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From now on I don't think we'll merely have a top-down male society -- but one wherein women will branch out horizontally. Women have the power to embrace a society worn out by the top-down model.

13 Comments

Akie Abe, wife of Prime Minister Shinzo Abe (Mainichi Shimbun)

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13 Comments
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What the heck does that mean? Sounds like one of her aids used some cheap Japanese - English interpretation software.

1 ( +3 / -2 )

"Branch out horizontally '" WTH???????

1 ( +3 / -2 )

Women have the power to embrace a society worn out by the top-down model.

You mean after a couple of thousand years, Japanese women are finally "worn out" of their second-rate treatment in Japanese society? Yea, sure!

-1 ( +2 / -3 )

Yeah, and the Japanese were celebrating the news of a new-born girl half way round the world who will become fourth in line to the throne while their own royal girls can look forward to the days when they'll be kicked out of the family! Yay! Female empowerment!

2 ( +3 / -1 )

Meaningless drivel.

3 ( +4 / -1 )

This is either a deeply profound insight or utter nonsense. My money is on the latter.

3 ( +4 / -1 )

That actually makes sense to me, although I really don't know the whole context. Although hidden, female culture is very strong and powerful in Japan, and the women tend to have very strong bonds. They are also much more egalitarian than the males.

-1 ( +1 / -2 )

If this is an example of branching out horizontally most sensible women will give it a miss.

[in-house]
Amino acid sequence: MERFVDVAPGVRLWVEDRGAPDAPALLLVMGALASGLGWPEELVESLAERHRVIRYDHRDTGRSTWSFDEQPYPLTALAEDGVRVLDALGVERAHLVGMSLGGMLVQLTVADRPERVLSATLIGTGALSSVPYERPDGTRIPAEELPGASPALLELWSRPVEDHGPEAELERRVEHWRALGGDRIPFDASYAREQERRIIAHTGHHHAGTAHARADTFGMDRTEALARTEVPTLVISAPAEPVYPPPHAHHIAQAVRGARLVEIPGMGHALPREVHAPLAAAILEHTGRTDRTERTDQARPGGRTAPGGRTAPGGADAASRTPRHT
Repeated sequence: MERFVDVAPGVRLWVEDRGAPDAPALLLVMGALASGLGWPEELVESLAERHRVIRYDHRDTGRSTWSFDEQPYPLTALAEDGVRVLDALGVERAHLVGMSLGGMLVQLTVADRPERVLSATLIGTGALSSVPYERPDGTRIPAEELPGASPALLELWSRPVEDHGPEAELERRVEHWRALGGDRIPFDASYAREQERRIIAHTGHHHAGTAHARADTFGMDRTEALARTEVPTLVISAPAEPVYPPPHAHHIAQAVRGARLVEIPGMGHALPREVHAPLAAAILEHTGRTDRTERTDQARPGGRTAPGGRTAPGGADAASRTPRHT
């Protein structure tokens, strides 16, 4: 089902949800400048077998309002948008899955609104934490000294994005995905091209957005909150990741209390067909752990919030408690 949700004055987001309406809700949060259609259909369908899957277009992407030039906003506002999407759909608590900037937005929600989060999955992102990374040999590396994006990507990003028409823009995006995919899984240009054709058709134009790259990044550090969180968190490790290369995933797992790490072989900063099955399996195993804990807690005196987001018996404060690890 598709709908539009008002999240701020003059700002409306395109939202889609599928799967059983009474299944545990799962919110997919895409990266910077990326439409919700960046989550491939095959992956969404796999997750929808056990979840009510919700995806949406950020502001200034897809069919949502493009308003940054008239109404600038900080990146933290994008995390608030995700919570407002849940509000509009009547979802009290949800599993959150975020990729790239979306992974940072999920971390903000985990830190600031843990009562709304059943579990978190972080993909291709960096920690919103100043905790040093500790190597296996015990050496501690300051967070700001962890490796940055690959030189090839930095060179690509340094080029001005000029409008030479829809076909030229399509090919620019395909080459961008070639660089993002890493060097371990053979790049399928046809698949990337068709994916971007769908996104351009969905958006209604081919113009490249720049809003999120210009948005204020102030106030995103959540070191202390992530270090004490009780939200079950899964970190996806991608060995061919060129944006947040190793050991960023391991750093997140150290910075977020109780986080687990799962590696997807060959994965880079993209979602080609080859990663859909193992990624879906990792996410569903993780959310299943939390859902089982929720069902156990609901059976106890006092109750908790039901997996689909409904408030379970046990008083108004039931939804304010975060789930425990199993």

0 ( +1 / -1 )

This is either a deeply profound insight or utter nonsense.

Let's give her the benefit of the doubt for a minute and consider what it might mean. For example, we often read of reports that measure female equality in terms of how many senior executive positions they occupy in large corporations. But say most women (and men for that matter) don't aspire to hold such positions and instead they'd rather be directly involved in making and creating things. So we might look at what barriers exist to prevent women (and men) from starting their own design consultancies, landscape gardening operations, bakeries, robotic research operations, etc. Or we might look for innovative working practices in smaller companies that support both a working life and a family life. In other words, we shouldn't look for or expect change to come from established corporations and institutions.

0 ( +1 / -1 )

This probably lost something in the translation. She is advocating more Japanese women entering the workforce without any intent to rise through the ranks of the traditional Japanese hierarchical structure; a move towards western type work attitude which balances private life with work.

0 ( +0 / -0 )

@ divine - At least I can understand what you said, thank you.

0 ( +0 / -0 )

I think I almost understand after reading others interpretations and reading again. Maybe she is saying that she sees that in the near future Japan Inc with be less hierarchical and more merit based. This will help women have opportunities because even if they take maternity or work less overtime they can still be successful based on merit rather than time at the desk or years at the job. The last line implies that maybe she thinks woman will be able to accept this system more than men?

0 ( +0 / -0 )

Does that mean it's time for the horizontal mambo?

0 ( +0 / -0 )

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